The continuous prediction of selections and product quantities is an important aspect of waste management in order to ensure the selection at the store meets customers' needs. Food waste has also decreased as a result of extended opening hours.
Relative food waste
DISPOSAL WASTAGE (EUR) / SALES (EUR)
Development of food waste
Food waste generated
S Group's restaurants and hotels also participate in reducing waste
Our restaurants also work to reduce waste by providing employees and customers with instructions, for example. Restaurants have been able to reduce food waste by up to 60% by, for example, reminding customers to only take as much as they can eat from the breakfast buffet.
In 2018, S Group's hotels and restaurants continued their work to reduce food waste. In early 2018, four of our locations – two Sokos hotels and two ABC service station stores – tried the Hävikkimestari (Master of waste management) application developed by Lassila & Tikanoja for recording and managing waste at restaurants. The results of the experiment and the related training were so positive, particularly at hotels, that we decided to continue the project and expand it to cover two new hotels. During the experiment, measured waste at the locations decreased by 17–49%, with the costs decreasing by 14–55%, depending on the location and the week in question.
In addition, each regional cooperative appointed a waste management ambassador for its hotels and restaurants. The ambassadors are responsible for monitoring waste management and encouraging and instructing regional cooperatives and their locations to record and monitor their waste more closely and reduce waste, as well as sharing best practices between chains and locations.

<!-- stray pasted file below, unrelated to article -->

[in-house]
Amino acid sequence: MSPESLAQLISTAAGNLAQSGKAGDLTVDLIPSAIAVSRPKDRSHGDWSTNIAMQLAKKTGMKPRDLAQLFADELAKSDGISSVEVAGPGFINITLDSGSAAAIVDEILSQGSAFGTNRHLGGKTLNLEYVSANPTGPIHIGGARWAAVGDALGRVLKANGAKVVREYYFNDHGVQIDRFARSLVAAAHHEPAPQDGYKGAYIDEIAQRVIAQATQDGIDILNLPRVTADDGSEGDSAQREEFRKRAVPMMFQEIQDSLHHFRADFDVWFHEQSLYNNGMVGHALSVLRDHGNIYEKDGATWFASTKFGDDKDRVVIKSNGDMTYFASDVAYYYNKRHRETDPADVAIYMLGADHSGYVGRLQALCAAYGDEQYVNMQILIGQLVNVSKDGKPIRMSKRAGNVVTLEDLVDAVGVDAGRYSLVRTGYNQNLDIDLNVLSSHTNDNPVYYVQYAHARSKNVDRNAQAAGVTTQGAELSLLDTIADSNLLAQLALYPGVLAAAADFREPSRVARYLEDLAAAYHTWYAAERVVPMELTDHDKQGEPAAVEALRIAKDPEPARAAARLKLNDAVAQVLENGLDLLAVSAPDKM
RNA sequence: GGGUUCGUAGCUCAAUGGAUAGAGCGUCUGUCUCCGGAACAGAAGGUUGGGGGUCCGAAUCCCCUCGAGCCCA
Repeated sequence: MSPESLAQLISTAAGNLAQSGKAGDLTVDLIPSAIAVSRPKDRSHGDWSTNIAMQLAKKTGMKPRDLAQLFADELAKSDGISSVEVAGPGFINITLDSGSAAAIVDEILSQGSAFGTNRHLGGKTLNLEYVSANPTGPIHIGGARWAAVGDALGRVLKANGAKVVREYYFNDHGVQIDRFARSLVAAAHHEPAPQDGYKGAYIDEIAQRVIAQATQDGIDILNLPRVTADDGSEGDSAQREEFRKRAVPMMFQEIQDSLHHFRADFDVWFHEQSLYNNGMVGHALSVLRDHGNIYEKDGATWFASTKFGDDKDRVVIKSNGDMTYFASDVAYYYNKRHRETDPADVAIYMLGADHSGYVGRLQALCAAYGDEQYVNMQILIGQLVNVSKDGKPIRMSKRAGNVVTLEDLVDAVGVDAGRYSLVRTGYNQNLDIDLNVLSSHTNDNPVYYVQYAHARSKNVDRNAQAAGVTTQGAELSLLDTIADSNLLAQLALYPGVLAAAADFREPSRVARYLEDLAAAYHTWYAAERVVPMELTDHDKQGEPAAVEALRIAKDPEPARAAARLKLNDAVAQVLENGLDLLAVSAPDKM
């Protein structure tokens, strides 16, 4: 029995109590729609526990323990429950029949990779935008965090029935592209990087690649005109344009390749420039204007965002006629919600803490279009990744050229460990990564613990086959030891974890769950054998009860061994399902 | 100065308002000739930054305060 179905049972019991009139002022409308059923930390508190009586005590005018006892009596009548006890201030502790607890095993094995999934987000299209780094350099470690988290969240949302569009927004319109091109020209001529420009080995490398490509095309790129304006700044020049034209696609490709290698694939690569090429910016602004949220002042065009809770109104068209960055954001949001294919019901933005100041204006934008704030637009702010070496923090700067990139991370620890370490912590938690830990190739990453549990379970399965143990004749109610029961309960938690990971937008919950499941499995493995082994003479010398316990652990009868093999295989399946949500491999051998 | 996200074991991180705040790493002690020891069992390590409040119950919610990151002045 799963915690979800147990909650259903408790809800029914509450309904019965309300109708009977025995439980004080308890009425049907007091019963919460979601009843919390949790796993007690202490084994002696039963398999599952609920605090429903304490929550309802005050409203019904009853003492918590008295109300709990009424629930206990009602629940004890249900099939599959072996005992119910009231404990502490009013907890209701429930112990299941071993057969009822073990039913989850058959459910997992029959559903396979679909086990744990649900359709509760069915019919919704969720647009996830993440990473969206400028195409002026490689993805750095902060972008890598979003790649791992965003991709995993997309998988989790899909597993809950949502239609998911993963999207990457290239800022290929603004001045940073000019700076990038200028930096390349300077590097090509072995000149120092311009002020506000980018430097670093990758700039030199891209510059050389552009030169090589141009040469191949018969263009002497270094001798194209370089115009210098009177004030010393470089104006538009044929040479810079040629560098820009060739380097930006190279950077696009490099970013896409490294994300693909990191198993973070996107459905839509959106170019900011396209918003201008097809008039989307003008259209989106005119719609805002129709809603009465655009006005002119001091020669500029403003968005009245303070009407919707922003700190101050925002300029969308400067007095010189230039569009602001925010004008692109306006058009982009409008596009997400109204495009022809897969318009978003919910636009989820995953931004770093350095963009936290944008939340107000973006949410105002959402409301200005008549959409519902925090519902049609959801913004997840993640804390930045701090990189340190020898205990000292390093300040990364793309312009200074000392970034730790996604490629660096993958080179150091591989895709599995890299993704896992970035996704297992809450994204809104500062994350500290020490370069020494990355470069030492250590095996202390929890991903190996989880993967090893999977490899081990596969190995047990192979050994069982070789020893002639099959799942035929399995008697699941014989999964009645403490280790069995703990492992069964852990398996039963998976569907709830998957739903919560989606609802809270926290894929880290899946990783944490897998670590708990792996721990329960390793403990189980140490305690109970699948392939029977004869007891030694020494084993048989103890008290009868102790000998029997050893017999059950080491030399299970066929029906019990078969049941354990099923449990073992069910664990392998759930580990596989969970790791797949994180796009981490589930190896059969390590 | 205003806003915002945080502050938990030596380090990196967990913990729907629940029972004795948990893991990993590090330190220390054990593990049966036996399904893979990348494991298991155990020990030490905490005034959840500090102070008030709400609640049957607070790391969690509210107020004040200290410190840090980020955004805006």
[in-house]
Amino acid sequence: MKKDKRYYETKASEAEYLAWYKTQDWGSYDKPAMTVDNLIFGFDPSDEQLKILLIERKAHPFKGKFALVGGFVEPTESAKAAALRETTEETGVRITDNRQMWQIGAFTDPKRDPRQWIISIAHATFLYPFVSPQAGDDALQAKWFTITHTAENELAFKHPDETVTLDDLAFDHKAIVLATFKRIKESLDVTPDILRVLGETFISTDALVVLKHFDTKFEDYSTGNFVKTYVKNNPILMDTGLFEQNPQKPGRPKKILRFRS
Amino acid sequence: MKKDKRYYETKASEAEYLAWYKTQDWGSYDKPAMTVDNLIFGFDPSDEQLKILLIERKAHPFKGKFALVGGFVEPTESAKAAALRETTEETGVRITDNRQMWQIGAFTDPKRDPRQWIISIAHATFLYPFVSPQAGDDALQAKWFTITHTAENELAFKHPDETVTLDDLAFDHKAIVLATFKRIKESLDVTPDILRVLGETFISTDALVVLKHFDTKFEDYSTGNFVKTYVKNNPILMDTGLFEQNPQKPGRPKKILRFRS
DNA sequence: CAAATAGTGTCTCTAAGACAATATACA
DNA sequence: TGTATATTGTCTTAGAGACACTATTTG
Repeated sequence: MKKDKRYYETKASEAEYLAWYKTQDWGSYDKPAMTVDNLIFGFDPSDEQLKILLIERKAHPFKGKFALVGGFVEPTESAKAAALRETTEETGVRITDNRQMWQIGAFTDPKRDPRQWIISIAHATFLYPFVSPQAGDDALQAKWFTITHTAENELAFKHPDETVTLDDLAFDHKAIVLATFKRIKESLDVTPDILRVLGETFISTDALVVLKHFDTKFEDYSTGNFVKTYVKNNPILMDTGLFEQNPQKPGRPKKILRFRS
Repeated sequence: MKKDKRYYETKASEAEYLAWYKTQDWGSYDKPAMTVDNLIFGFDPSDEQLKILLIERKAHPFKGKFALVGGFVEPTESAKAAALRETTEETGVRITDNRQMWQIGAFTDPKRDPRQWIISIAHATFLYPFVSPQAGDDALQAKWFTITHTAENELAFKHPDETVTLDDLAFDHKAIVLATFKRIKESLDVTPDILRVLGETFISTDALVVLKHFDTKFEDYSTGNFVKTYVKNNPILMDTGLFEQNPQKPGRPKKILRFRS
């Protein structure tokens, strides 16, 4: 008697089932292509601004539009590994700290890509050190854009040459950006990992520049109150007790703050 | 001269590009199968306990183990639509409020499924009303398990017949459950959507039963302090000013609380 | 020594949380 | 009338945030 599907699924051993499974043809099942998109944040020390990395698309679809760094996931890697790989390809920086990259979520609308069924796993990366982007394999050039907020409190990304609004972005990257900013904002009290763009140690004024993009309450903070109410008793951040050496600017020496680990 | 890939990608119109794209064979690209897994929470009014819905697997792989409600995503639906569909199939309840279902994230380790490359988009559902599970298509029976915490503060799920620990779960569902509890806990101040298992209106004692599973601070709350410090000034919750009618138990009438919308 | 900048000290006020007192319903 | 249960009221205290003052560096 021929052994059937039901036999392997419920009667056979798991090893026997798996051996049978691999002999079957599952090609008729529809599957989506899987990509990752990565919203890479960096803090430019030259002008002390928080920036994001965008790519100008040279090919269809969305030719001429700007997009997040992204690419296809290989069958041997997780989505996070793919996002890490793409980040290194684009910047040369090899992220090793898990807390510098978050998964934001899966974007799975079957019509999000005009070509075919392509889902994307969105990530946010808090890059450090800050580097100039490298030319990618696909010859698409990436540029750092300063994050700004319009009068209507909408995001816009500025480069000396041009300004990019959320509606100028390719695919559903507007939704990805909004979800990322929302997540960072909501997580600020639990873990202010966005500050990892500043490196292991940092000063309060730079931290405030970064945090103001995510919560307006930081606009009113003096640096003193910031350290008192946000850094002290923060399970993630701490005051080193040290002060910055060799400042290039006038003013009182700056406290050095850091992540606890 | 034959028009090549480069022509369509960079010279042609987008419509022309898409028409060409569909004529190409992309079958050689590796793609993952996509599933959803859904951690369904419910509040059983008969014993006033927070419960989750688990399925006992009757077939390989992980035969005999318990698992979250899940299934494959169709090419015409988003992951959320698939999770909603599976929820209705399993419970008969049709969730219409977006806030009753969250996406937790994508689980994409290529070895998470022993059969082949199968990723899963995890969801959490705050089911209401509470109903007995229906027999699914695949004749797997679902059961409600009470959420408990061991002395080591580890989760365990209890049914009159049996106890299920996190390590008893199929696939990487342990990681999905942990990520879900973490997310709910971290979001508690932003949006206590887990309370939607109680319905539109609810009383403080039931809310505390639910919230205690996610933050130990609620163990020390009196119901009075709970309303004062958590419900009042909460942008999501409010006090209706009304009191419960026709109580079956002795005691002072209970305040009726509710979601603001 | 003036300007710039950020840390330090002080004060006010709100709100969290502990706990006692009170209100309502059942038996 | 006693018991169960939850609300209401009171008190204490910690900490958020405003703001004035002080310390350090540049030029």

The ResQ Club service for keeping food from going to waste was used by seven regional cooperatives and 27 restaurants in 2018. Nearly 22,000 servings were saved through the service last year. In addition, HOK-Elanto's Coffee House cafés, as well as some other cafés of the cooperative, have an evening discount of 50% on products in the glass cabinets during the last opening hours of the day.
6,000 Year Nine students prepared meals from food waste
During Waste Reduction Week, we participated in a Food Waste Battle organised by Motiva. More than 400 groups of pupils with home economics as an optional subject and more than 6,000 Year Nine students prepared meals from food waste from our stores. During the national Waste Reduction Week, we wanted to increase the appreciation of food and remind consumers of the importance of reducing waste. This was the second year that young people were challenged to participate in the Food Waste Battle.
food Waste Battle for schoolchildren
comprehensive school students